How to combat sexualised violence: A child rights perspective!Torsten Krause, SDC
The European Commission’s draft regulation on preventing and combating child sexual abuse released on 11 May 2022 is subject to heated debates in the political area and in civil society, especially in Germany. Some actors focus primarily on the importance of the right to privacy, while others emphasise the importance of child protection, which can easily lead to the perception that these objectives cannot be reconciled. Most recently, the Digital Committee of the German Bundestag dealt with the draft regulation in a hearing titled "chat control" on 1 March 2023 based on a catalogue of eighteen questions submitted in advance to be answered by the invited experts.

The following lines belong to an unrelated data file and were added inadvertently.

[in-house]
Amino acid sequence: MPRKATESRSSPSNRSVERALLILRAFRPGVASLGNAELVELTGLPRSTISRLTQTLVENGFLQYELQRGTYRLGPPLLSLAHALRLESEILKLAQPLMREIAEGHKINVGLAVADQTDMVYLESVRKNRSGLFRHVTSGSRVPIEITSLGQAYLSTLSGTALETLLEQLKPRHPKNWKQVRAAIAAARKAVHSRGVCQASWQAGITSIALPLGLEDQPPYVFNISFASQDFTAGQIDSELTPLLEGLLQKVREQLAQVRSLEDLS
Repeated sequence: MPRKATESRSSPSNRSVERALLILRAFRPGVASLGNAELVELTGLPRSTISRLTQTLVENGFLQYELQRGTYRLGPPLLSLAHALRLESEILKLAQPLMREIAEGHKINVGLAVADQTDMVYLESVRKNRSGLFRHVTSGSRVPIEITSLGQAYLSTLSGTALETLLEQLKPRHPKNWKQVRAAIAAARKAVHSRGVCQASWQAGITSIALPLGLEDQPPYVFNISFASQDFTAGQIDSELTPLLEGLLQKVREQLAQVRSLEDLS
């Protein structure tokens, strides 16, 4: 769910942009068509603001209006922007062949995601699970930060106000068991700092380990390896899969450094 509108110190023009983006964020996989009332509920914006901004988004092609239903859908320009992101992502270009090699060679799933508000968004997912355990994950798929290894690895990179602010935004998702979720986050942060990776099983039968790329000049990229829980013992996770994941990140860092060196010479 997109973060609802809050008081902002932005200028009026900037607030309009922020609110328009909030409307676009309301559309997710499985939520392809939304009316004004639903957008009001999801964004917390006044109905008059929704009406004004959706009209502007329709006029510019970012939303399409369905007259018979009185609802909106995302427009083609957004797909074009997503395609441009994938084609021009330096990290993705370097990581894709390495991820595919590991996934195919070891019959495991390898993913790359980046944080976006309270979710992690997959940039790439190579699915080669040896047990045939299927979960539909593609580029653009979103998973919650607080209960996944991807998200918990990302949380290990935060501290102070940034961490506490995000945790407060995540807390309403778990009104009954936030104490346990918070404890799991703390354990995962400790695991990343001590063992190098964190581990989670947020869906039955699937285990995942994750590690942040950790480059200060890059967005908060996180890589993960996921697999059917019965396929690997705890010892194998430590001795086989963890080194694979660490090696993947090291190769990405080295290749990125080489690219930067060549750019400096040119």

As civil society actors, ECPAT Germany, Innocence in Danger, the German Children’s Fund and the Digital Opportunities Foundation took on these questions and focused on the rights of children when answering them. According to the UN Convention on the Rights of the Child, the right to protection from violence and sexual exploitation and the protection of privacy are not hierarchically related to each other, but when in balance with all other children’s rights shall enable children and youths to grow up well. In this regard, the various rights must be regularly weighed against each other. The risk assessment that service providers shall be obliged to apply to their services according to the draft EU regulation is therefore of particular importance, because depending on how risky the service appears to be, the provider must work towards minimising the risks as effectively as possible by targeted precautionary and safety measures, in order to make a significant contribution to a safe online environment for children. Prior to a detection order, which is referred to in the public debate and also by the Digital Committee as a so-called “chat control”, the draft regulation foresees a process comprising several steps, in which national bodies and data protection authorities are explicitly involved in addition to the newly to be established EU Centre. This is to ensure that the technologies used to minimise risks are effective in detecting and preventing the dissemination of known or new depictions of sexualised violence against children or in the prevention of contacting children with a sexualised intention (so called grooming). They should be sufficiently reliable with regard to potential false positives, and respect the right to privacy as well as the confidentiality of interpersonal communication and the protection of personal data as much as possible.